He earned the first medal when he led his men across the Po River where Germans were entrenched. He commandeered three armored cars and did what he had done a decade and a half earlier in India—he charged a disputed bridge. The next medal was earned two days later when he took his men on what he calls a “50-mile gallop” toward Venice, bypassing German strong points. “I just decided to let the 6th Lancers loose to see what they could do,” he says modestly.
“You can’t fool around in a war.”
Fooling around came after the war, when Ingall’s marriage fell apart. He had a brief second union that “didn’t turn out well” and left the army but was called back into service in 1949. After winning independence, Pakistan needed an officer of the old school to set up its military academy, and Ingall was their man. Setting up the academy at Kakul, he says, is “my proudest accomplishment.” He fashioned the training center after Sandhurst, even insisting that the students be called gentlemen cadets. For establishing the Pakistan Military Academy, Ingall was promoted to brigadier general and was awarded the Order of the British Empire by King George VI.
In 1951 he left the army entirely and entered business in Bombay, where he met his present wife, Margaret, who, inconveniently, was married at the time. It was a world of expatriate decadence, and “Everybody had a little arrangement going there,” Margaret says. “Now I think you call it wife swapping. Francis and I were the only ones who weren’t doing it.”
They did fall in love and, after Margaret’s divorce, were married. Looking for a change of scenery, they moved to California in 1960, where their son, Francis, was born and, tragically, died of cancer while still a toddler. His wife “has never been the same again,” says Ingall. Margaret says simply, “There is nothing worse.”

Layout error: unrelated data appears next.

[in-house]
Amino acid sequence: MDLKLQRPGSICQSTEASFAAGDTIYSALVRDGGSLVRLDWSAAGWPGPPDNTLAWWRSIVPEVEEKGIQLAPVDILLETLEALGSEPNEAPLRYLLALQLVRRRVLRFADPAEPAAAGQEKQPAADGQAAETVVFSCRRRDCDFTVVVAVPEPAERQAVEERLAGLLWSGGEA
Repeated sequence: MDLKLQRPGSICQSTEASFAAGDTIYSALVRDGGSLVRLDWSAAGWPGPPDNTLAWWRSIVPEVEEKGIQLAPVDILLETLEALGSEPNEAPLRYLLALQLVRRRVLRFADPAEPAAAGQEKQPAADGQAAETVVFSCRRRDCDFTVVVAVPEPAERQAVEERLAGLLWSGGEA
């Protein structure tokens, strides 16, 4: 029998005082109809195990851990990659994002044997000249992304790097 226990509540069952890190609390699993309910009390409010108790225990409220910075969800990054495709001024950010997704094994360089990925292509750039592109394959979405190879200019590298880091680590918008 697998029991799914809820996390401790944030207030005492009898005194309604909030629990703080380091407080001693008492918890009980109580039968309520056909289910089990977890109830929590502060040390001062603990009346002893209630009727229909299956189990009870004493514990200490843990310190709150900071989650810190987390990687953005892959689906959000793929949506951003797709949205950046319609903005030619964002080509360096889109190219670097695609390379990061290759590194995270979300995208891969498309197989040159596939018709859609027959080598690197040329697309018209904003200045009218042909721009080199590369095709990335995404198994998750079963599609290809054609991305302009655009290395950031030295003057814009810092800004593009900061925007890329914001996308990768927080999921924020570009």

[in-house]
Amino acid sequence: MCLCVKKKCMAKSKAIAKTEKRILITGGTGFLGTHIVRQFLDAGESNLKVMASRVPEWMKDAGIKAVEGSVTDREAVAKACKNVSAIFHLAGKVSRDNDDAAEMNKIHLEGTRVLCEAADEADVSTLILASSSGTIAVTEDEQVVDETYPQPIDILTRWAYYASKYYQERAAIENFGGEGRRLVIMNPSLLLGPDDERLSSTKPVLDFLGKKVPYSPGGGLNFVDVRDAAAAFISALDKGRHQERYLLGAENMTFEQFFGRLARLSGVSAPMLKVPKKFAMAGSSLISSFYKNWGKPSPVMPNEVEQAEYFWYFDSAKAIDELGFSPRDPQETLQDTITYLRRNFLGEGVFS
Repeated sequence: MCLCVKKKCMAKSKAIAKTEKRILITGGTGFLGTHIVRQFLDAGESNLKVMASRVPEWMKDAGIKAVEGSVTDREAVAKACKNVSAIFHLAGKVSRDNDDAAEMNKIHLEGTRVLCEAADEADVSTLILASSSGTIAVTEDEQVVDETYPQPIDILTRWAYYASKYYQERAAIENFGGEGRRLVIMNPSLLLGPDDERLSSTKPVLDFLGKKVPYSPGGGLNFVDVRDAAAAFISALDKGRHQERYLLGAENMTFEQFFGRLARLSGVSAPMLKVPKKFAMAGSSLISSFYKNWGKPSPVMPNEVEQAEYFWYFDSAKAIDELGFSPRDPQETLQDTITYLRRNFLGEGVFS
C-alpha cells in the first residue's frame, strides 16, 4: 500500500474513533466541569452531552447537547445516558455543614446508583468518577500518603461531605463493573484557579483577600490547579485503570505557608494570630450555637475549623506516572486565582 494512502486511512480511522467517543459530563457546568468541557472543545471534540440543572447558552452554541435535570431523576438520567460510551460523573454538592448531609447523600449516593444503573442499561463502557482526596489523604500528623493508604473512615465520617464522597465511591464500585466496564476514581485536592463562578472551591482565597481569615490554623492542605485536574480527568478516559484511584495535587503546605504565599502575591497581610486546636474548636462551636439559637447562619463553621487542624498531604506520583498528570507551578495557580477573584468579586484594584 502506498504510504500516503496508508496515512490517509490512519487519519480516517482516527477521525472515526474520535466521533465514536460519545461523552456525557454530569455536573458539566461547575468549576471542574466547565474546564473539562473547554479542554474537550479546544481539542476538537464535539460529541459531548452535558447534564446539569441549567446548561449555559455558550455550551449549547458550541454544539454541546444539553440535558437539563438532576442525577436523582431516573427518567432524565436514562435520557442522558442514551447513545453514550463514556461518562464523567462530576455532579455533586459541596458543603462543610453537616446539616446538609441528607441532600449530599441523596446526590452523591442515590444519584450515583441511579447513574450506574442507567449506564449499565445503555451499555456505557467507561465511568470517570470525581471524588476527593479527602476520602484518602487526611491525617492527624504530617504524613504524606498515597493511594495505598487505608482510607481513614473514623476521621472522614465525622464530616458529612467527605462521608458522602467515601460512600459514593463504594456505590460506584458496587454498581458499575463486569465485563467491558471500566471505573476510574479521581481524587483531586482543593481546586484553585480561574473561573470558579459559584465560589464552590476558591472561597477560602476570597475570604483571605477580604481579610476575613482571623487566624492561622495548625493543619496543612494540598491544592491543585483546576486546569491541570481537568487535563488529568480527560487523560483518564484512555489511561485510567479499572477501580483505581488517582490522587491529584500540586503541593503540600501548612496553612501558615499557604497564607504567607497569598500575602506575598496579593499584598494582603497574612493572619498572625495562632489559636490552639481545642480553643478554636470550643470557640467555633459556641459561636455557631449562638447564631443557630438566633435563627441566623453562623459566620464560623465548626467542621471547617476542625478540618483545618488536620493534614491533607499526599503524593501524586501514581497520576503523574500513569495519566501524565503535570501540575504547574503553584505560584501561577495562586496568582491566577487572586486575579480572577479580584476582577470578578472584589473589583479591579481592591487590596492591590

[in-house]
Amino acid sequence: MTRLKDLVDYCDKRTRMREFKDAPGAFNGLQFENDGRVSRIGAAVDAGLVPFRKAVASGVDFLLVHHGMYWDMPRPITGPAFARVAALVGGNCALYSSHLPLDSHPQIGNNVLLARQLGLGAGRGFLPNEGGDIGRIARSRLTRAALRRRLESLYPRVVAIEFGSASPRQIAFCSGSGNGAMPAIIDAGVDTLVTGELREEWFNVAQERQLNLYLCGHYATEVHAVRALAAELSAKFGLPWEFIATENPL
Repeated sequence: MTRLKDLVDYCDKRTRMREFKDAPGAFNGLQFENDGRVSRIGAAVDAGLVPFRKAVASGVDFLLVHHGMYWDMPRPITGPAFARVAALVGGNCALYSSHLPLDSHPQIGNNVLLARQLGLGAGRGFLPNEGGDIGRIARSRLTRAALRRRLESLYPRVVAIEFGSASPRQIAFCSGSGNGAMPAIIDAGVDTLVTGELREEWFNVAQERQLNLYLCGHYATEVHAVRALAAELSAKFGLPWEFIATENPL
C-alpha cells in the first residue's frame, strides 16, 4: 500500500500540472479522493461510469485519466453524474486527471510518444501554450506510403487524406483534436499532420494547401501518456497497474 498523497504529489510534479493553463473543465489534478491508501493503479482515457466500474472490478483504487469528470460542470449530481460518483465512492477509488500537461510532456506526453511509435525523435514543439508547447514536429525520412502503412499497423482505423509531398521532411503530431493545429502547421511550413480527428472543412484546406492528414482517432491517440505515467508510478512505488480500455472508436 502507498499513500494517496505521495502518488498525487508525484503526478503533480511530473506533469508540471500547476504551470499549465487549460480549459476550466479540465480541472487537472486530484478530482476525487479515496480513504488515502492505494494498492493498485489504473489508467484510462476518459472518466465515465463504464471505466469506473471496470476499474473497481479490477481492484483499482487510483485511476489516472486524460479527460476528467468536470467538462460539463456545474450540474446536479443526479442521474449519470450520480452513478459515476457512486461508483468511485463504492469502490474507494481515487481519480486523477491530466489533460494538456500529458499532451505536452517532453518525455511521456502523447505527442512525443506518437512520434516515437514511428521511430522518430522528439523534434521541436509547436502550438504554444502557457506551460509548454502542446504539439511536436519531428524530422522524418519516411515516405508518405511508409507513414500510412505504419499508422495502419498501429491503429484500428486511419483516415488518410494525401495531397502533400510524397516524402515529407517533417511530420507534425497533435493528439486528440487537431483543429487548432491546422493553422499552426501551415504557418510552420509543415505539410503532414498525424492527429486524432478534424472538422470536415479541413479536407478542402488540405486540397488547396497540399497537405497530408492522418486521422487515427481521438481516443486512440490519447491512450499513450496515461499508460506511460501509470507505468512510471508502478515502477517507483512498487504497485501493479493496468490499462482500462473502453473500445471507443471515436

Their grief was complicated by sudden economic hardship. There were pensions and other income, but the medical bills that accumulated during their son’s illness were enormous. “We were desperate,” says Ingall. “I had no idea you needed all this insurance in America. The King and Queen had looked after me during my service, and I never even thought about such things.”
Ingall sold cars and furniture and began taking an acting workshop. He was a hotel doorman in Ford commercials, played bit parts in The Streets of San Francisco and The Equalizer and appeared in a San Francisco stage production of The Mousetrap. Although his erstwhile comrades would surely have disapproved (“If you became an actor, you might just as well say your sister is a whore”), Ingall recalled the example of his onetime classmate, actor David Niven, with whom he had appeared in some Sandhurst playlets. In those days, “Niven used to come into rehearsals wearing his Oxford baggy 42-inch trousers and roller skates and tell outrageous stories,” Ingall remembers fondly.
He keeps his medals and old uniforms under glass. There are a few Indian rugs scattered around the house, an imposing painting of Eagerhart above the fireplace and, of course, his vivid memories of a youth well spent. Margaret, meanwhile, is rebuilding and remodeling their Sonoma home. “I think my wife is trying to rebuild the Empire,” he says.
Despite some health problems—Ingall had a hip replaced last year and a small tumor removed from his head—his life has reached a savory moment, like vintage port. And yet: “I have an inner wish that the old days would return,” he says. “I know all sorts of things can be done in the name of national and international pride. But there is no doubt about it, when the red, white and blue checkered flag flew over most of the world, it was a place of peace and generous living.”
Last month Francis and Margaret flew to England, where the old Bengal Lancer was invited to the Duchess of Kent’s annual charity garden party. “I am now an American citizen, but I was English born and English proud,” he says. “I have lived a golden life, no question about it.”
—Ken Gross, David Hutchings in Sonoma, Calif.